Exceptional Arguments

For those of you who have been following my writing, you are aware that I teach math in middle school and that I am extremely interested in the most effective ways of teaching the subject.  I majored in mathematics and am pursuing the teaching of it as a second career after having retired several years ago. I balance my teaching by writing articles that address the problems with math education in the U.S.  You will also know that I was educated in the 50’s and 60’s, and thus obtained my math education via what is called “traditional” math teaching.

Because of my educational background and my beliefs in how math should and should not be taught, I often find myself engaged in the following dialogue, either in person or on the internet:

Someone: The traditional method of teaching math failed many students.

Me: The traditional method seemed to work well for me and many others I know.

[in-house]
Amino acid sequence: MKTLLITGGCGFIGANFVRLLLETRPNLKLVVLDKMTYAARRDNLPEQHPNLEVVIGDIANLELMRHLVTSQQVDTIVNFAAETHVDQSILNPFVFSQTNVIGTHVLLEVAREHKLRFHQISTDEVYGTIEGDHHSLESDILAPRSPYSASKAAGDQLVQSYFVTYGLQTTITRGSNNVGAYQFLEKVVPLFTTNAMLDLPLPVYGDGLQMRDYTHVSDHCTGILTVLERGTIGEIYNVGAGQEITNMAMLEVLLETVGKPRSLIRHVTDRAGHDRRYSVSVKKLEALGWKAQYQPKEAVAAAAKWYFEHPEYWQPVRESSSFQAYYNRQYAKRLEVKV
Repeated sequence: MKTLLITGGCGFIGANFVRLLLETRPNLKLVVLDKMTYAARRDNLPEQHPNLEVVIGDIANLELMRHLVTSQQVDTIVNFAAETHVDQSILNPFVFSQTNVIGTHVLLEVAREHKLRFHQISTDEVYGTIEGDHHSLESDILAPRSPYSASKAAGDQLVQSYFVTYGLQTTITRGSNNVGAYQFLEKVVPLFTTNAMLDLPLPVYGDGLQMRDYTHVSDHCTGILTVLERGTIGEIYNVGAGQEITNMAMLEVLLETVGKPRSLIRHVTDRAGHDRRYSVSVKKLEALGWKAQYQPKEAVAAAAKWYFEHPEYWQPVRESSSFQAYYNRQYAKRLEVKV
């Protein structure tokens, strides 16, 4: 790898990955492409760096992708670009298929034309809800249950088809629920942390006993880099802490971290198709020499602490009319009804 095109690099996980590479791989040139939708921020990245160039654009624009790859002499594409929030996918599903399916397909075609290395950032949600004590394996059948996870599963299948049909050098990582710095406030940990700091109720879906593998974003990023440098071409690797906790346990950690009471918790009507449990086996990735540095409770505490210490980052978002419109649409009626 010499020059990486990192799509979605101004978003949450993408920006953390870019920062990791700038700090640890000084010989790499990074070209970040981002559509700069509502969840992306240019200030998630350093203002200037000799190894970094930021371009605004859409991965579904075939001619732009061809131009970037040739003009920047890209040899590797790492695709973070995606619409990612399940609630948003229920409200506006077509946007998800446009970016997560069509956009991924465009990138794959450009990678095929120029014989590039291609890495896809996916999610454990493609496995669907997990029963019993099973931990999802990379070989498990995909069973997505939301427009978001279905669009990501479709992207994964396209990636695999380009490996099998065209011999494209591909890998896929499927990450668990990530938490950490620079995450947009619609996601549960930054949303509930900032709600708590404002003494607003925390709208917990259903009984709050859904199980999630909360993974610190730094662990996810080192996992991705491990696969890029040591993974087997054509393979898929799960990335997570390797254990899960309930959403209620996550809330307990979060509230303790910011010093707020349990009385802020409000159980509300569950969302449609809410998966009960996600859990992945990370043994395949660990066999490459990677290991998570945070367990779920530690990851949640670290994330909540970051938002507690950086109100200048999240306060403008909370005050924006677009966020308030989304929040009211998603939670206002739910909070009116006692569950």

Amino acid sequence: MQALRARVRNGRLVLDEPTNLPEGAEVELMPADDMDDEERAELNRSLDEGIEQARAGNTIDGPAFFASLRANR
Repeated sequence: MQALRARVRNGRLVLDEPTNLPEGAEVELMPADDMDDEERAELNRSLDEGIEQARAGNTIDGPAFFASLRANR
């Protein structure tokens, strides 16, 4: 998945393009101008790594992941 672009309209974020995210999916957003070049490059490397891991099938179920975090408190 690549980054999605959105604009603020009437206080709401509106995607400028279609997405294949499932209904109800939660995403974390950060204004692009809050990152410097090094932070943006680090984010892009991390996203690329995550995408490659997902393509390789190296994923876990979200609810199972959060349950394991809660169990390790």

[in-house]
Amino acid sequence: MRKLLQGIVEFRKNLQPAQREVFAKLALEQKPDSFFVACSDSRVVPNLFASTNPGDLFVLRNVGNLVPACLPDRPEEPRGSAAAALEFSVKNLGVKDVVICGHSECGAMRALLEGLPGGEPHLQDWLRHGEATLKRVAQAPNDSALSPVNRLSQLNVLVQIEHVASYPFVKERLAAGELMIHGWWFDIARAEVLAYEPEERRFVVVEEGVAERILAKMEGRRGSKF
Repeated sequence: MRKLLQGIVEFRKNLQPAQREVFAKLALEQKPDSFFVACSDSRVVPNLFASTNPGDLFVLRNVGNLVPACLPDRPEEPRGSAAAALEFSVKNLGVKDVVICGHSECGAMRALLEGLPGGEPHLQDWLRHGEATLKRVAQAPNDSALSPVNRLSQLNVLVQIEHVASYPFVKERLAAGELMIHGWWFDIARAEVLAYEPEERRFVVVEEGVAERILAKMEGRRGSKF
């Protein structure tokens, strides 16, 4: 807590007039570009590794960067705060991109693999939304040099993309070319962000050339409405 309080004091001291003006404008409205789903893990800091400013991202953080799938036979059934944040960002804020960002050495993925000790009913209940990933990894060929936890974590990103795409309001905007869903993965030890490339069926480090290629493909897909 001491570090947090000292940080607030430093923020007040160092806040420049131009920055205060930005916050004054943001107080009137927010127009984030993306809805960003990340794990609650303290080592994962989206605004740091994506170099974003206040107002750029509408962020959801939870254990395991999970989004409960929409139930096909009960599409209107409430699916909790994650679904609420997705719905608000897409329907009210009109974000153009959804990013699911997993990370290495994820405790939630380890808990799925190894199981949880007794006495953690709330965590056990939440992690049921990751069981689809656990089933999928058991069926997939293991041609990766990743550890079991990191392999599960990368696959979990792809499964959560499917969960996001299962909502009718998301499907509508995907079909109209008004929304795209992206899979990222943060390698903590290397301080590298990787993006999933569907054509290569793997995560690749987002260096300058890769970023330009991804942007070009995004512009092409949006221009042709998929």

Someone: You’re the exception.

Regarding my claim of traditional math working for me and others, I am mindful of the advice given by David Didau (author of “What if Everything you Know About Education is Wrong?”) who points out the following with respect to educational debates:

“If, in the face of contradictory evidence, we make the claim that a particular practice ‘works for me and my students’, then we are in danger of adopting an unfalsifiable position… We can insulate ourselves from logic and reason and instead trust to faith that we know what’s best for our students and who can prove us wrong?”